There is so much to see and do at the state park; fishing, shopping and eating in the lodge, trails, lots of wildflowers, multiple campgrounds (those reservations are as hard to get during Trout season as the ones in the Florida Keys!), pool, playground, even the Bennett Springs Church of God. We ate breakfast at the lodge one morning and it was delicious; the lodge was built by the Civilian Conservation Corps in 1930 from stones and timber frames. The state introduced 40,000 mountain spring trout in 1900 and purchased the spring and surrounding property in 1924-25.
I was not always an outdoor person, we never camped as we grew up and I did not take my family camping……so these moments are all new to me. I have never been on a river float trip — until now! HVO offered float trips and we booked a Saturday morning time! Barry and I met other floaters at the picnic shelter and were picked up by their van driver. People brought coolers and float tubes and more coolers and sunscreen and music players and more coolers! It seems that loud music and drinking are major parts of floating on the river! We drove back up north of the state park for about 7 miles until we reached the drop off site. A couple of men were there with rows of rafts, canoes, and kayaks lined up along a gravel bar for us; one pointed to two kayaks, made sure we had paddles and life jackets and walked away while we loaded up our water bottles and sunscreen and pushed off. Poor Barry was a bit unsteady and fell right into the water as he tried to get into his kayak (!!). I was already paddling into the current and paused to just float until he caught up to me. Our trip was wonderful!!!! The water was comfortably warm and kept us from getting too hot. We saw wildflowers, huge trees, fish, turtles, snakes, lots of birds and many other floaters. We floated by tall old trees, towering cliffs, dead tree snags, with bird songs accompanying us. We stopped a couple of times to get out and swim in the warm water. We finally came up to the spot where Bennett Spring met the river……the water dropped from warm to so very cold! Then we came back to the HVO gravel bar and landed our kayaks there with the waiting boat team. We walked back to our coach, tired and hot and happy.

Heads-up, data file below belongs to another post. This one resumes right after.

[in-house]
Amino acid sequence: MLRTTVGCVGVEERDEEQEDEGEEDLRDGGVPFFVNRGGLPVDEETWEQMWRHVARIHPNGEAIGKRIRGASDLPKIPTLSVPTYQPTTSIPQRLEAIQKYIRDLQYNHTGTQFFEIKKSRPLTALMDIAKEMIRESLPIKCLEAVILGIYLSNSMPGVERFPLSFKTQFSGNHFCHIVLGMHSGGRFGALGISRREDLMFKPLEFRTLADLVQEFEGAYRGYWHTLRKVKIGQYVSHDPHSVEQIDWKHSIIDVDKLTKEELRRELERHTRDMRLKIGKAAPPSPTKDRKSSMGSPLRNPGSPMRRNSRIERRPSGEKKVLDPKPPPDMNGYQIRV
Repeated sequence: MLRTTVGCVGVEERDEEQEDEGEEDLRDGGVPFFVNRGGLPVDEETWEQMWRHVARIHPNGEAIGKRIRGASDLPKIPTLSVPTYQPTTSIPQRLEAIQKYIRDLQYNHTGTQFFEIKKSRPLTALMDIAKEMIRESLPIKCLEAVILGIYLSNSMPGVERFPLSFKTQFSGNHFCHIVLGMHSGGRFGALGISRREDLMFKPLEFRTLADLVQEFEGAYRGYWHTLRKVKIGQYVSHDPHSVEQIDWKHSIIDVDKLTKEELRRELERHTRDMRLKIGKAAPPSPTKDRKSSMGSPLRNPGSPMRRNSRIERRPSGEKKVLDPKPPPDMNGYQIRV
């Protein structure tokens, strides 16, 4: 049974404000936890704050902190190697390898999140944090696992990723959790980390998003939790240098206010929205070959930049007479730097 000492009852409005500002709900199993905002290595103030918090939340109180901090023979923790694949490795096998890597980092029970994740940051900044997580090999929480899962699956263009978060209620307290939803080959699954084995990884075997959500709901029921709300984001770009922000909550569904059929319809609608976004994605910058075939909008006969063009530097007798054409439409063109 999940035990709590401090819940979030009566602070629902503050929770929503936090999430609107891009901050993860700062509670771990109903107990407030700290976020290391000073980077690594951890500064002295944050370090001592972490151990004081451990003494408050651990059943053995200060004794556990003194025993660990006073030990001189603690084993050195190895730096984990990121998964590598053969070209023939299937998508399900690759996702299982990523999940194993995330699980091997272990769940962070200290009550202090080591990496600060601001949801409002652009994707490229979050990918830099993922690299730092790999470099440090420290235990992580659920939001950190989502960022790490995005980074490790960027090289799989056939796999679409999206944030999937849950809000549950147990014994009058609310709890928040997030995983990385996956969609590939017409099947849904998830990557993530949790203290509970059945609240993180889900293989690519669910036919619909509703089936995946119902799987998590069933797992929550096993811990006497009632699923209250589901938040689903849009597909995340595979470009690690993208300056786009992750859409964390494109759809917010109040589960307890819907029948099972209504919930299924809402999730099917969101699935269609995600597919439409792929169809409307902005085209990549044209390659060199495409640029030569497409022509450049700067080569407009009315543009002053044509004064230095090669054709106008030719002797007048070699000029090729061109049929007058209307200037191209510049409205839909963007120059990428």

After a lovely week, we packed up and drove back to St. Louis for some family time.
For many years, we enjoyed sharing a “lake house” with my in-laws. Nothing fancy, just all full of used furniture, discounted carpeting, and comfortable love. But as our sons became men they moved away from Missouri and the house became our burden……upkeep and yard work and lack of time. And things change and we sold the house. We have not been back to the Lake of the Ozarks for at least 5 years and, with our RV, we really did not intend to go back. But the Fourth of July was coming, we needed to move, and I found a campsite at the Lake of the Ozarks State Park.
The Lake of the Ozarks is an engineered, hydro-electric dammed body of water fed by many area rivers and streams. It is set in the middle of Missouri in the Ozark Mountains (the only “mountains” between the Appalachian and Rocky Mountains). The area is hilly and rocky and hilly and dry and hilly; well, you get the idea…….I looked online at every site in the park and checked the slope on each one to find the most “level” site before settling on a 1.8″/10′ slope and hoped for the best. This state park is cut into several sections, some separated by long lake fingers of water and the campground is away from the main body of the lake on the GrandGlaize arm. It begins at the highest point along a ridge and falls down rapidly to lake level with 5 separated campgrounds along the way. The first campground has the only 50amp sites long enough for big rigs, but there were no water/sewer hookups. The park is very nice with history and hiking/biking trails, horse-back riding, an airport, playgrounds, camp store, boat launch and 2 sand beaches (man-made). The shower house near Campground #1 was just nasty…..funny story though…….as I was entering the ladies side to shower one morning the door was latched from the inside. An older gentleman and his wife came to the door, unlatched it and left together —- whaaaattttt?